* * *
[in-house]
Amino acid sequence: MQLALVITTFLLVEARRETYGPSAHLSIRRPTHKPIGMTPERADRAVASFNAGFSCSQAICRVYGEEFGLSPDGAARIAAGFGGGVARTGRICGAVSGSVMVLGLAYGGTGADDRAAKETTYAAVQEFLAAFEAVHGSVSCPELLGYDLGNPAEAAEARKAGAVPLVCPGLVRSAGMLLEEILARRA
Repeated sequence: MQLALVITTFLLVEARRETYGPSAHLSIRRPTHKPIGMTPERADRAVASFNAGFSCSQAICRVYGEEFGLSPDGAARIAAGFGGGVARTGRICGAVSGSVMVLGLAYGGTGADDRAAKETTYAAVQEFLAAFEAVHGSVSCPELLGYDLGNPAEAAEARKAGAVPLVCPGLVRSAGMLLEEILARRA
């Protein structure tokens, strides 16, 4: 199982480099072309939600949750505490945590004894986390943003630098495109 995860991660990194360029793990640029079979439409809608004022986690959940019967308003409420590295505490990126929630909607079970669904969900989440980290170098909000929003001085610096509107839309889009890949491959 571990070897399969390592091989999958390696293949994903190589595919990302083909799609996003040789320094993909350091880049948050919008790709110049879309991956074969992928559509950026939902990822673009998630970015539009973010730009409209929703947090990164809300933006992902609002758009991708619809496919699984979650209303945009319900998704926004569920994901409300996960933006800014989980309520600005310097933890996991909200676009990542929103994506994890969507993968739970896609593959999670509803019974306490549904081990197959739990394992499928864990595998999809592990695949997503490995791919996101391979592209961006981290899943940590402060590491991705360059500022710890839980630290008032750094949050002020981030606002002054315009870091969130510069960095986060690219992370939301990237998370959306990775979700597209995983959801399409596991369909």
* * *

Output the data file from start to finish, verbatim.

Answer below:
[in-house]
Amino acid sequence: MQLALVITTFLLVEARRETYGPSAHLSIRRPTHKPIGMTPERADRAVASFNAGFSCSQAICRVYGEEFGLSPDGAARIAAGFGGGVARTGRICGAVSGSVMVLGLAYGGTGADDRAAKETTYAAVQEFLAAFEAVHGSVSCPELLGYDLGNPAEAAEARKAGAVPLVCPGLVRSAGMLLEEILARRA
Repeated sequence: MQLALVITTFLLVEARRETYGPSAHLSIRRPTHKPIGMTPERADRAVASFNAGFSCSQAICRVYGEEFGLSPDGAARIAAGFGGGVARTGRICGAVSGSVMVLGLAYGGTGADDRAAKETTYAAVQEFLAAFEAVHGSVSCPELLGYDLGNPAEAAEARKAGAVPLVCPGLVRSAGMLLEEILARRA
């Protein structure tokens, strides 16, 4: 199982480099072309939600949750505490945590004894986390943003630098495109 995860991660990194360029793990640029079979439409809608004022986690959940019967308003409420590295505490990126929630909607079970669904969900989440980290170098909000929003001085610096509107839309889009890949491959 571990070897399969390592091989999958390696293949994903190589595919990302083909799609996003040789320094993909350091880049948050919008790709110049879309991956074969992928559509950026939902990822673009998630970015539009973010730009409209929703947090990164809300933006992902609002758009991708619809496919699984979650209303945009319900998704926004569920994901409300996960933006800014989980309520600005310097933890996991909200676009990542929103994506994890969507993968739970896609593959999670509803019974306490549904081990197959739990394992499928864990595998999809592990695949997503490995791919996101391979592209961006981290899943940590402060590491991705360059500022710890839980630290008032750094949050002020981030606002002054315009870091969130510069960095986060690219992370939301990237998370959306990775979700597209995983959801399409596991369909």